by Kyla Matton, Featured Y!CN Contributor
Food plays an important part in culture, a fact we forget until we travel to a place whose cuisine is different from our own. Preparing ethnic foods is a way to preserve the ties to cultural heritage. Those of us who live in a multicultural city are fortunate to be exposed to a variety of cuisines: French, Italian, Greek, Caribbean, Chinese, Indian, Thai or Lebanese.
Many in North America don't identify with any specific ethnic origin despite the fact that most of us have roots far across the sea, in countries whose daily diet is not necessarily like our own. People whose ancestors hail from the United Kingdom are among those who most often cheat themselves of their cultural heritage, especially if the family has been on this side of the Atlantic for many generations.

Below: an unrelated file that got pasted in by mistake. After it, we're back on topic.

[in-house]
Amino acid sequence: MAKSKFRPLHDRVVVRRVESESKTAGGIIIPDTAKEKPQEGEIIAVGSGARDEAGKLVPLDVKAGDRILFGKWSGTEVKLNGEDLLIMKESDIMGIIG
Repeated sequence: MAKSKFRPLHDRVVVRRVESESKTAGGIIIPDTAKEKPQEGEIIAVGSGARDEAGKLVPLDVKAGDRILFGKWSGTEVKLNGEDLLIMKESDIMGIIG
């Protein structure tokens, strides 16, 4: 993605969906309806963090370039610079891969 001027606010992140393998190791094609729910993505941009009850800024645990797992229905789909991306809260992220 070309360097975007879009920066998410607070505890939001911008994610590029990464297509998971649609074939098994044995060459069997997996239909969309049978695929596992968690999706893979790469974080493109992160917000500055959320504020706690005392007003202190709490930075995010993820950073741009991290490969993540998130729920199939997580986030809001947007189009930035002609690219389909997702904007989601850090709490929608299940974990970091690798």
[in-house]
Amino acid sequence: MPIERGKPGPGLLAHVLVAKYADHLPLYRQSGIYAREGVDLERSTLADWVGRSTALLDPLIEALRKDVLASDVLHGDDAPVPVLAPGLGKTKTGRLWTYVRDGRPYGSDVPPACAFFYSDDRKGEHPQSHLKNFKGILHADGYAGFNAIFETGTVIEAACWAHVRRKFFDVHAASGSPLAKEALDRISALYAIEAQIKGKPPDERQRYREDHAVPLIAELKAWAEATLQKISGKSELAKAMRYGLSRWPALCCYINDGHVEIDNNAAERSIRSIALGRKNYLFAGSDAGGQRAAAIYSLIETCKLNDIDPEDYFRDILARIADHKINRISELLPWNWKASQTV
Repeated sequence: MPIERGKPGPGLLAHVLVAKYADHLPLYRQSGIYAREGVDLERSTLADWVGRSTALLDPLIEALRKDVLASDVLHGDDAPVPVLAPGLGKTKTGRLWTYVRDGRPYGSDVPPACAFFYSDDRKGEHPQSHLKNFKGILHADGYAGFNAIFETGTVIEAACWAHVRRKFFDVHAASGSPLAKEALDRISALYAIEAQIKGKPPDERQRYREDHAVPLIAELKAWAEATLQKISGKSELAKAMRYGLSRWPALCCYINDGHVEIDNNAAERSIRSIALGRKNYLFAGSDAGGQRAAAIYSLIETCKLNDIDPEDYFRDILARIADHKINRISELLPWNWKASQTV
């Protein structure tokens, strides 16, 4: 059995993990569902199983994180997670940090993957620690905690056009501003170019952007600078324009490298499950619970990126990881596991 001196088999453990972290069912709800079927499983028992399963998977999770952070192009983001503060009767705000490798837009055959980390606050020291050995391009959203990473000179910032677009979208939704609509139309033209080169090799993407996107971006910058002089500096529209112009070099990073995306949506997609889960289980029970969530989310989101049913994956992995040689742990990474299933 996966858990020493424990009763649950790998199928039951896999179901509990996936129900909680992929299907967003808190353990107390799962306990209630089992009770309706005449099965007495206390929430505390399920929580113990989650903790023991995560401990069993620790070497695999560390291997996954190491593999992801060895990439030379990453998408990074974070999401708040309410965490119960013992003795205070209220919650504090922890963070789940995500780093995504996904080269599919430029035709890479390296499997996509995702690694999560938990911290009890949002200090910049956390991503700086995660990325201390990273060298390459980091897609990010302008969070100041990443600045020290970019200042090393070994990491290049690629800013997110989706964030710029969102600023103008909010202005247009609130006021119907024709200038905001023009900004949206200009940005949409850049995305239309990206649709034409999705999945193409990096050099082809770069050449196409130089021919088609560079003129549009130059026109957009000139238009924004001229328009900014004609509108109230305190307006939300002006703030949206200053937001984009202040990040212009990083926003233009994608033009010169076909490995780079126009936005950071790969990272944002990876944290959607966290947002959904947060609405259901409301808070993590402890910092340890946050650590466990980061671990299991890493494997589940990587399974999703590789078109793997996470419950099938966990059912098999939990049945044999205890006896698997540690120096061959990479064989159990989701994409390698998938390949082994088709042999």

An exploration of food can help close the gap between our lives and the legacy of ancestors who came from the Old Country generations ago. Cooking up a pot of soup or making a batch of bread is a universal act, and yet somehow using an authentic recipe can transport us through time and space to commune with those who have gone before.
With Robbie Burns Day coming up at on January 25th those of Scottish ancestry have an opportunity to learn something of the foods traditional to that country, many of which are still cooked and consumed there today. Experiment with a family friendly Burns Night supper menu, or simply pick one Scottish food and give it a try.
Similarly, St. Patrick's Day presents itself as a chance for those of Irish descent to sample the cuisine of Ireland. Why content yourself with serving green versions of your every day North American dishes, when you could learn something of the foods your ancestors knew and loved? Whether it's a Dublin coddle or a batch of colcannon to serve beside a dish of sausage or corned beef, there are numerous recipes that will lend a touch of Old World charm to your table.
Kyla Matton is a freelance writer and homeschooling mother. Her interests range from the history of food and healing arts, to education and social justice. Like Heinlein, she believes that specialization is for insects.
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